Feb. 19 (Bloomberg) -- Rents collected on the collateral for the first U.S. rental-home securities declined by 7.6 percent from October to January, according to Morningstar Inc.
Payments declined as expiring leases and early tenant departures left residences backing the bonds of Blackstone Group LP’s Invitation Homes vacant, Becky Cao and Brian Alan, analysts at Morningstar’s credit-ratings unit, said in a report. While 8.3 percent of the properties were vacant or occupied by delinquent renters in January, renewals on 78.5 percent of leases that expired the prior month exceeded the analysts’ expected rate of 66.7 percent.
The deal’s performance is being watched as Wall Street bankers and institutional property investors seek to follow Blackstone’s $479.1 million transaction in November with additional offerings. Initial lease expirations for the 3,207 homes are scheduled to peak from January through March, Morningstar said. To woo investors and rating firms in the new market, the transaction started with all of the units leased, unlike bonds backed by apartment-building loans.
“As the number of lease expirations decline throughout 2014, and the vacant properties are filled, we expect the vacancy rate to stabilize and to potentially decline,” the analysts wrote in the report sent by e-mail today.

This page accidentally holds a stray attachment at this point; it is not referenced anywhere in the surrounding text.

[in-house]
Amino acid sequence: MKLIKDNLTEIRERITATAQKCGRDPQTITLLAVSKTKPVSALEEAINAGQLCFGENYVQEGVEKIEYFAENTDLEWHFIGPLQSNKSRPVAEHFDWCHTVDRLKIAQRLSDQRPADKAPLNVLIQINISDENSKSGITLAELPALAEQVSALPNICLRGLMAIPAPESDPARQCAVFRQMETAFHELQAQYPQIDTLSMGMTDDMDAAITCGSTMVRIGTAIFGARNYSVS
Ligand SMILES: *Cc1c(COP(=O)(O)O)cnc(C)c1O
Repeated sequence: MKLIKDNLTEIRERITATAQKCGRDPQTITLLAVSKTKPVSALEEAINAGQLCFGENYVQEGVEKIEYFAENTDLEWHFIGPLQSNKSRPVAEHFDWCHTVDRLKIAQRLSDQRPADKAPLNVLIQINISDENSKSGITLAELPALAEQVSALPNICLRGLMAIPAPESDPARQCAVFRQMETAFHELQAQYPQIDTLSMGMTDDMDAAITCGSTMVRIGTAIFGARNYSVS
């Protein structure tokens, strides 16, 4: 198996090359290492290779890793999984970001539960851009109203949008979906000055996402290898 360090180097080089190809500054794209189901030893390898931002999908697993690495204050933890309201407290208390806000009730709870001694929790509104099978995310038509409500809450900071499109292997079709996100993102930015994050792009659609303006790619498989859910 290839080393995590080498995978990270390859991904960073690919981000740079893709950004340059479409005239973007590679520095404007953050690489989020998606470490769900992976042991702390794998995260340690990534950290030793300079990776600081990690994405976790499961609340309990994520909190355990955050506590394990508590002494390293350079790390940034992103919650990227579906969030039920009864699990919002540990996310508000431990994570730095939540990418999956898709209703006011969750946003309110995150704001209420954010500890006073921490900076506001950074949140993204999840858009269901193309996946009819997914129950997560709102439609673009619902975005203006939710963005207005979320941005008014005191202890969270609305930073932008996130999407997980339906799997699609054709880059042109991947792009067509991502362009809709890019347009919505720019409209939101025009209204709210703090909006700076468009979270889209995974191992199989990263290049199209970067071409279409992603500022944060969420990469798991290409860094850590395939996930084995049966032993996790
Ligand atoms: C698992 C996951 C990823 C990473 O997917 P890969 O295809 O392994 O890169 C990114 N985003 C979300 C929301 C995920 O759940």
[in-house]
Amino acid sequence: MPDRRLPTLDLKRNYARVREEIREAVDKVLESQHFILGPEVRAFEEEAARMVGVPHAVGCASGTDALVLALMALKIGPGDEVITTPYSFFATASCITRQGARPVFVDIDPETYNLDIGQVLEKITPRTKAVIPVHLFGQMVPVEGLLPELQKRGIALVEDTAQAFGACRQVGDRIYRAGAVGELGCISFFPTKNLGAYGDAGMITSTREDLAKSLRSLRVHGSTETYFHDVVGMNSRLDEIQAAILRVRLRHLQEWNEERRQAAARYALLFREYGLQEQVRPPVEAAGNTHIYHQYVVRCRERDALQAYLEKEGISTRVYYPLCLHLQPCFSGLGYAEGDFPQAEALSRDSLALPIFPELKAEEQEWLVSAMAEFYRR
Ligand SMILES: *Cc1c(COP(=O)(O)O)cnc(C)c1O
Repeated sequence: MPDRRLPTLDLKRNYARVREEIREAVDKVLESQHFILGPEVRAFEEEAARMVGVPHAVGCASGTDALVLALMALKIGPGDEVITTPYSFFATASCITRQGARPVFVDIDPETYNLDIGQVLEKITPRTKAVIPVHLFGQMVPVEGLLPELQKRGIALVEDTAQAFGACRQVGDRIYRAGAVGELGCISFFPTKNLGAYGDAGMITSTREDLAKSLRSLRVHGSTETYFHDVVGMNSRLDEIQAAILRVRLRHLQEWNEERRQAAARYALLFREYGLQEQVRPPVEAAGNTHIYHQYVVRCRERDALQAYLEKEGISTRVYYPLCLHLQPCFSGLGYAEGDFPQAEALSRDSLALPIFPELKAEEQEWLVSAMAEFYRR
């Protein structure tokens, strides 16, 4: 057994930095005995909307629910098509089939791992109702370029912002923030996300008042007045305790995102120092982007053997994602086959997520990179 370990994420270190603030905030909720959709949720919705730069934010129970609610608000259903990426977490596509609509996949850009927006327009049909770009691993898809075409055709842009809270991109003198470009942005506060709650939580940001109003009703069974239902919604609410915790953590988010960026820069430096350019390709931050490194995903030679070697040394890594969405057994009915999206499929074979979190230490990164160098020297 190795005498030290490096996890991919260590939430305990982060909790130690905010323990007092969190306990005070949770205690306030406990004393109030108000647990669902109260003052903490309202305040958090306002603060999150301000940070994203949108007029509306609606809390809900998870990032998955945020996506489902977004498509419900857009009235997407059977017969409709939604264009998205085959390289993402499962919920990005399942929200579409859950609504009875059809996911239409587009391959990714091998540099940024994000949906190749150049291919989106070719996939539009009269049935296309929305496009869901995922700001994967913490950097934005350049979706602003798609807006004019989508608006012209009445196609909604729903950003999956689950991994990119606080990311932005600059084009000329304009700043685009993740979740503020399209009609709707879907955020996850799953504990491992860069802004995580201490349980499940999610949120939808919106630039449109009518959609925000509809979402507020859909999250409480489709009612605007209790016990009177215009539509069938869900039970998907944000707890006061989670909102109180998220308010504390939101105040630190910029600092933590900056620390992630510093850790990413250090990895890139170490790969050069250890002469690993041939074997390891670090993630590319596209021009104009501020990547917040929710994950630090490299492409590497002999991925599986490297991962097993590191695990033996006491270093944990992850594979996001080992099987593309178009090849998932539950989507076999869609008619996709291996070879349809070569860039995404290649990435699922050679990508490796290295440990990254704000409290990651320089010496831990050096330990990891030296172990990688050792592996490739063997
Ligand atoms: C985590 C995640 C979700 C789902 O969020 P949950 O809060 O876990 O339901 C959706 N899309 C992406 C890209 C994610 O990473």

One dealer was offering to sell top-rated notes from the Blackstone transaction for about face value today, according to Empirasign Strategies LLC, which tracks securitization-market trading. Some riskier slices were being offered by JPMorgan Chase & Co. for less than par last month, people with knowledge of trading said then.
Christine Anderson, a spokeswoman for New York-based Blackstone, declined to comment.
Institutional investors, led by companies such as Blackstone’s Invitation Homes and American Homes 4 Rent, have bought as many as 200,000 U.S. properties in the last two years, taking advantage of real estate prices that fell by as much as one-third from the 2006 peak, and rising demand for rentals among Americans who lost their houses in the foreclosure crisis.
Morningstar said it expects a stabilized vacancy rate of 8 percent for homes underlying the first deal after it granted AAA grades to $278.7 million of the notes. Wall Street ultimately may sell more than $20 billion a year of rental-home bonds as investors become comfortable with those tied to smaller landlords, according to Ryan Stark, a director at Deutsche Bank AG, which structured and helped underwrite the transaction.
Kroll Bond Rating Agency said in a report at the time the Blackstone deal closed that its forecasted rental revenues after estimated property expenses covered 1.68 times the obligations to bondholders. Kroll, which used a 10 percent vacancy rate in the calculations, also granted top grades to the biggest slice of the deal, according to the Nov. 19 report.
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